VCH Explore

Explore England's Past

Town Churches

Holy Trinity Church Sunderland as depicted by Samuel Buck c.1720

Modern towns often incorporate several parishes, only one of which is the church of the ancient parish in which the town developed. Other churches may belong to parishes absorbed as the town grew or have been built for new parishes established to serve an increasing population. Some, like St Peter Monkwearmouth, were been monastic churches which became parish churches after the Reformation.

The chief church of a town, whatever its origin, was in the Middle Ages usually the largest and most elaborate building in that place. Many town churches represent a huge investment. This was made either by individuals connected with that place through land or family or by prosperous townsmen, such as the medieval wool merchants of Burford, who contributed individually or co-operatively to the building. Wealthy patrons made bequests in the late 14th century to build the east end St Mary Redcliffe (Bristol). They could afford the best designers and craftsmen and were often conversant with the styles used by their peers elsewhere in the locality. They attempted to translate some of the most fashionable style into the materials and idioms of their area, as can seen at Launceston where the angular patterns of the Perpendicular style were inscribed into the local granite. (Bristol) Indeed St Mary Redcliffe is, according to the architectural historian Sir Nikolaus Pevsner, the parish church ‘most frankly endeavouring to be a cathedral’.

The patrons chose to be commemorated by including their arms in carved decoration and stained glass as did the Pentire and Carminow families at St Kew in Cornwall, by having their figures represented in windows and wall paintings, and by commissioning their own chapels where mass could be said for their souls, as well as stone tombs, brasses and other furnishings. Burford church has many such memorials and one indent of a vanished 15th-century brass bears a merchant’s mark, and at St Mary Redcliffe mayors of Bristol are amongst those commemorated.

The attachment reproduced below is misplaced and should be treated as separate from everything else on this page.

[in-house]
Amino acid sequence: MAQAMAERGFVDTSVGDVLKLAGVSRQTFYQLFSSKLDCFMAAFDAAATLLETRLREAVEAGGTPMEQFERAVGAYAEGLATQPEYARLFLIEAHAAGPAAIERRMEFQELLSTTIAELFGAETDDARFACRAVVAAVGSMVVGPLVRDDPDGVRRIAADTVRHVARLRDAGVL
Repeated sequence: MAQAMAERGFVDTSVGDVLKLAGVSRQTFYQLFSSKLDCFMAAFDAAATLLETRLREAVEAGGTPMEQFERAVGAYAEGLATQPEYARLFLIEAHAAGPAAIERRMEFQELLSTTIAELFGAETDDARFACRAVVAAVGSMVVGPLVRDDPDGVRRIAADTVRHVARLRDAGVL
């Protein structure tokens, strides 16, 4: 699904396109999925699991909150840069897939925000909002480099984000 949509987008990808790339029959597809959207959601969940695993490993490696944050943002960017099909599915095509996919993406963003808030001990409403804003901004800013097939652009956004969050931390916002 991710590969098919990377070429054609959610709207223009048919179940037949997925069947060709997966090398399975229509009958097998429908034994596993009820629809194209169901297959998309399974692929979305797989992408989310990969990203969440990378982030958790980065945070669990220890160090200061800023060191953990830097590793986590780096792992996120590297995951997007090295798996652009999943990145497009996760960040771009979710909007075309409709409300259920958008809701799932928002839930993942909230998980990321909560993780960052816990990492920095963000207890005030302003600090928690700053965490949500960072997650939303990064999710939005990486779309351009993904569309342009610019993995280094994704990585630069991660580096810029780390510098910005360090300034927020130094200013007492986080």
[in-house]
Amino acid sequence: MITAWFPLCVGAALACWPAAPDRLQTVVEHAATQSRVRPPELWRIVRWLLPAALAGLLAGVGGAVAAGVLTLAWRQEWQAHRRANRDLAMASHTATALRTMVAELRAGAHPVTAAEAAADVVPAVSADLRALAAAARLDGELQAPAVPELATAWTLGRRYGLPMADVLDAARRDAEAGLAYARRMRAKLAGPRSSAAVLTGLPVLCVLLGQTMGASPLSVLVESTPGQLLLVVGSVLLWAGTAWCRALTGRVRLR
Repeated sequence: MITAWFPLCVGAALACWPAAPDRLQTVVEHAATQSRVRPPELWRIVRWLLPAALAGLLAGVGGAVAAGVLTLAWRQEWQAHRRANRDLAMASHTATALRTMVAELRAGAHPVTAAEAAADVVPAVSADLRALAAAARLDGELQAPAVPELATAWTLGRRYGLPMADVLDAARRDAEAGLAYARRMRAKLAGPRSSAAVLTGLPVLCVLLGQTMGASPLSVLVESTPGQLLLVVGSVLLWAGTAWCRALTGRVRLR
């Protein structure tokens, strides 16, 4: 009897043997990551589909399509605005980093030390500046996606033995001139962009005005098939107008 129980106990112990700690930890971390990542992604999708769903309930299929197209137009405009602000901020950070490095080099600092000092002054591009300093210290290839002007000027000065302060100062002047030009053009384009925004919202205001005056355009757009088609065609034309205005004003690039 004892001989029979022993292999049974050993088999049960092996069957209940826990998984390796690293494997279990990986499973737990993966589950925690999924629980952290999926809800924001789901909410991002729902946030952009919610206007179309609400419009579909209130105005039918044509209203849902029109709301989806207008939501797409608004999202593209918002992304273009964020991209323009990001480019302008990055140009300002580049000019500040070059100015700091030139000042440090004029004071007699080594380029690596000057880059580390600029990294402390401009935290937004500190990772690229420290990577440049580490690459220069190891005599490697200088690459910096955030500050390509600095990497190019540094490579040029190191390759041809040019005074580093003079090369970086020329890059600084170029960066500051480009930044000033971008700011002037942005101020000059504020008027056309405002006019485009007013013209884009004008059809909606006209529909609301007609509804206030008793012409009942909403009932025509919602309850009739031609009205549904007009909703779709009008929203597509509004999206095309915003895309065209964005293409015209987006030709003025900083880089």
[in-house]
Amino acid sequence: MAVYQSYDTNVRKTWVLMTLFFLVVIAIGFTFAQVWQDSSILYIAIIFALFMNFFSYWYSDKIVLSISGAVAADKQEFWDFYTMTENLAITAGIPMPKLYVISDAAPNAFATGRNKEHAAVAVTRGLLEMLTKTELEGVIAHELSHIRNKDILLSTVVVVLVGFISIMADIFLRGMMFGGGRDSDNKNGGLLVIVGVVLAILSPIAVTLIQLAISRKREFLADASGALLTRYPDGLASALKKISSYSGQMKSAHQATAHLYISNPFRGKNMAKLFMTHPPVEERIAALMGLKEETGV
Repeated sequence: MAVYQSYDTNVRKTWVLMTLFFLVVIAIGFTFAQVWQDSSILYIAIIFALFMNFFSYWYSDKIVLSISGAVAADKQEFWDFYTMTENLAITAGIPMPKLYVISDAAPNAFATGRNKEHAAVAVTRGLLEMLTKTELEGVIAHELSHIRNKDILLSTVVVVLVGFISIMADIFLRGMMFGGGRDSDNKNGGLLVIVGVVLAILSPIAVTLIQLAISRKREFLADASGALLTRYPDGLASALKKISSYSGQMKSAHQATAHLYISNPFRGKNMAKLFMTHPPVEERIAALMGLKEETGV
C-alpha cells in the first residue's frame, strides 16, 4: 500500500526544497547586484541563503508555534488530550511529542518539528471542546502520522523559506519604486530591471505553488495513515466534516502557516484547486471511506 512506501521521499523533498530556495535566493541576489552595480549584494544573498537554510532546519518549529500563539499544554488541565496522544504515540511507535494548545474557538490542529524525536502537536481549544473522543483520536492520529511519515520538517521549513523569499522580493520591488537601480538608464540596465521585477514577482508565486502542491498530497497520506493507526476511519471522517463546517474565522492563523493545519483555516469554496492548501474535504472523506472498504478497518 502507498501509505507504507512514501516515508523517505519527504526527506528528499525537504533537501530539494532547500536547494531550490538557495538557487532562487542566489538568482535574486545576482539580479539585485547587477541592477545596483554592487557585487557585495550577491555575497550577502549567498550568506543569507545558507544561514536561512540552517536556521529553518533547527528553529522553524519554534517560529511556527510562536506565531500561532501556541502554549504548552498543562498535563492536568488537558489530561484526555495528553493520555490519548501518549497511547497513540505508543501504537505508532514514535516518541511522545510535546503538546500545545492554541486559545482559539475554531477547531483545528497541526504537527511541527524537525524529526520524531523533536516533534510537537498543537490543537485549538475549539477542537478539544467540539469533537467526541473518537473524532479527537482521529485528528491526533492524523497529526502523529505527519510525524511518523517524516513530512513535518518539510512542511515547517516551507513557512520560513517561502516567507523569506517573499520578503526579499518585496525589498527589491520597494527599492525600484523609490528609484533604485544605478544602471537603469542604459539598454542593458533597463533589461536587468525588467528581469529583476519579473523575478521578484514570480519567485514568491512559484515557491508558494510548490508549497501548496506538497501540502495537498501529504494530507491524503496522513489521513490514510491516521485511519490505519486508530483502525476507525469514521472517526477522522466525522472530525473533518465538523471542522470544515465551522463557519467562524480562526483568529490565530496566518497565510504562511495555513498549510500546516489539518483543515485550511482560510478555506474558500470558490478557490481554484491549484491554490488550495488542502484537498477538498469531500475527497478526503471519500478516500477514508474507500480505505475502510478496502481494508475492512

The expansion of towns in the 18th and 19th centuries led to the formation of new parishes and the building of new parish churches to serve all types of community. Holy Trinity Sunderland, built in the most fashionable style and materials, was the focus of a quarter of merchants’ houses of similar calibre. Many churches, such as St Michael Bishopwearmouth (Sunderland) were enlarged to suit bigger urban populations. The Roman Catholics and new congregations of non-conformist denominations, such as Methodist and Baptist, built new Christian churches and chapels to patterns which imposed new architectural forms on the urban landscape. In the 20th century especially, those of other faiths, some of whom like Jews had been resident for centuries, established their own distinctive buildings in towns and cities, as can be seen in the port city of Bristol.

Theme Items

The ruined chapels close to Basingstoke railway station are as much a landmark today as they were to Thomas Hardy.

In 1913 London Street Congregational Church in Basingstoke purchased and reopened the Nonconformist Mission Hall in May Street, which had formerly

From its opening in February 1905 until its transfer to the Methodists in 1928, the Working Men’s Mission Hall in George Street, Basingstoke, serve

Basingstoke made headlines in the national and provincial press in 1907 when the vicar of Basingstoke, Revd Boustead, sent an intemperate letter to